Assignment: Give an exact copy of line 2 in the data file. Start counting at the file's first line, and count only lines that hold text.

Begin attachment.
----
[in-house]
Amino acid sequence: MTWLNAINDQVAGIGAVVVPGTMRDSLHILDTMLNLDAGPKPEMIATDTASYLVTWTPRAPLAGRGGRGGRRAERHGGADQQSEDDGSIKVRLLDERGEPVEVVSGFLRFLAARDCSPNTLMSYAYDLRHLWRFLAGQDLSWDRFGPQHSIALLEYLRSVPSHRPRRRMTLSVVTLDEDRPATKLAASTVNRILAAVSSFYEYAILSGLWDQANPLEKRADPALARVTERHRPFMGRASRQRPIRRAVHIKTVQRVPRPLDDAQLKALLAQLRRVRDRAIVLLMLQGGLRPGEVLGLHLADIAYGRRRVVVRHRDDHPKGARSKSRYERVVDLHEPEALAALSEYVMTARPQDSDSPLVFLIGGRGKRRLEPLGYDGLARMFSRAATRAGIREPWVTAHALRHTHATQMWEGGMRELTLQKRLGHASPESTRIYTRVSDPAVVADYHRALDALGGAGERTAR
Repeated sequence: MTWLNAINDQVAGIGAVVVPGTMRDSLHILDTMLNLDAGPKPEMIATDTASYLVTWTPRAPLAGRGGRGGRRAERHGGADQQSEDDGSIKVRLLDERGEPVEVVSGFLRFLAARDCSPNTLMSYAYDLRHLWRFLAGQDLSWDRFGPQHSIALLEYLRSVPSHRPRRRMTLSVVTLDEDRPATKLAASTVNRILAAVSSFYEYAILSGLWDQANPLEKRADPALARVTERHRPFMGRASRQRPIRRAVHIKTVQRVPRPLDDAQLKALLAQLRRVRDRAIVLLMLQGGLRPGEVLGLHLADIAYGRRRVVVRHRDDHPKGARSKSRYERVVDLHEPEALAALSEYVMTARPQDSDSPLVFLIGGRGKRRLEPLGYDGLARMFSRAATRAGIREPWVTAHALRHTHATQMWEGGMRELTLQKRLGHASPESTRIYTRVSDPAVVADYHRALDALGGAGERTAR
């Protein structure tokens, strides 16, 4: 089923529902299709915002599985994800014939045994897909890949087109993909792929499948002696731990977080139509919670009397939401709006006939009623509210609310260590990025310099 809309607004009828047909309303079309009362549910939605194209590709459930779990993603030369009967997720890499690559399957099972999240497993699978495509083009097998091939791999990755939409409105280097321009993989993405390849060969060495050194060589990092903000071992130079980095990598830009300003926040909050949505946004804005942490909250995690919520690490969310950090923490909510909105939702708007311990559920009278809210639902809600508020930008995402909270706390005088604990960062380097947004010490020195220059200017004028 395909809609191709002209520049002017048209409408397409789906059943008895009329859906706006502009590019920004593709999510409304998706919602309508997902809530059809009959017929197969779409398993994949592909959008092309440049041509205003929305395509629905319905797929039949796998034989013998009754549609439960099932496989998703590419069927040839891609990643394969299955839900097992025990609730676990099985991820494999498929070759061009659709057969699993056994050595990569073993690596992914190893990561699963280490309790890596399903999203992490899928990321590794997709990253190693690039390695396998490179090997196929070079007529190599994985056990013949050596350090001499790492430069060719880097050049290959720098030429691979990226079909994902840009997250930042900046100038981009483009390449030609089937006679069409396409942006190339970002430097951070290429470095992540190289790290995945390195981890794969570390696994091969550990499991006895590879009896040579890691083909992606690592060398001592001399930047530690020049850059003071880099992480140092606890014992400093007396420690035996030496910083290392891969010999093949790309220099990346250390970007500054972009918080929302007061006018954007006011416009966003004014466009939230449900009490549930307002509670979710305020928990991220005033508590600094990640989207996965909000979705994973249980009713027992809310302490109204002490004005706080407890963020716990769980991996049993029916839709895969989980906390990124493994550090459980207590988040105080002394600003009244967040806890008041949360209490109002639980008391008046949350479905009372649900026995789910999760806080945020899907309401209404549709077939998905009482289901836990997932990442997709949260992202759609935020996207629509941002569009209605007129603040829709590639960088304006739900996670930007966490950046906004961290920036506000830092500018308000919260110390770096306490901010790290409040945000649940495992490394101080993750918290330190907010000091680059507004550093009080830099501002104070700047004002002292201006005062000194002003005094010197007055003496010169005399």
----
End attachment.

Amino acid sequence: MTWLNAINDQVAGIGAVVVPGTMRDSLHILDTMLNLDAGPKPEMIATDTASYLVTWTPRAPLAGRGGRGGRRAERHGGADQQSEDDGSIKVRLLDERGEPVEVVSGFLRFLAARDCSPNTLMSYAYDLRHLWRFLAGQDLSWDRFGPQHSIALLEYLRSVPSHRPRRRMTLSVVTLDEDRPATKLAASTVNRILAAVSSFYEYAILSGLWDQANPLEKRADPALARVTERHRPFMGRASRQRPIRRAVHIKTVQRVPRPLDDAQLKALLAQLRRVRDRAIVLLMLQGGLRPGEVLGLHLADIAYGRRRVVVRHRDDHPKGARSKSRYERVVDLHEPEALAALSEYVMTARPQDSDSPLVFLIGGRGKRRLEPLGYDGLARMFSRAATRAGIREPWVTAHALRHTHATQMWEGGMRELTLQKRLGHASPESTRIYTRVSDPAVVADYHRALDALGGAGERTAR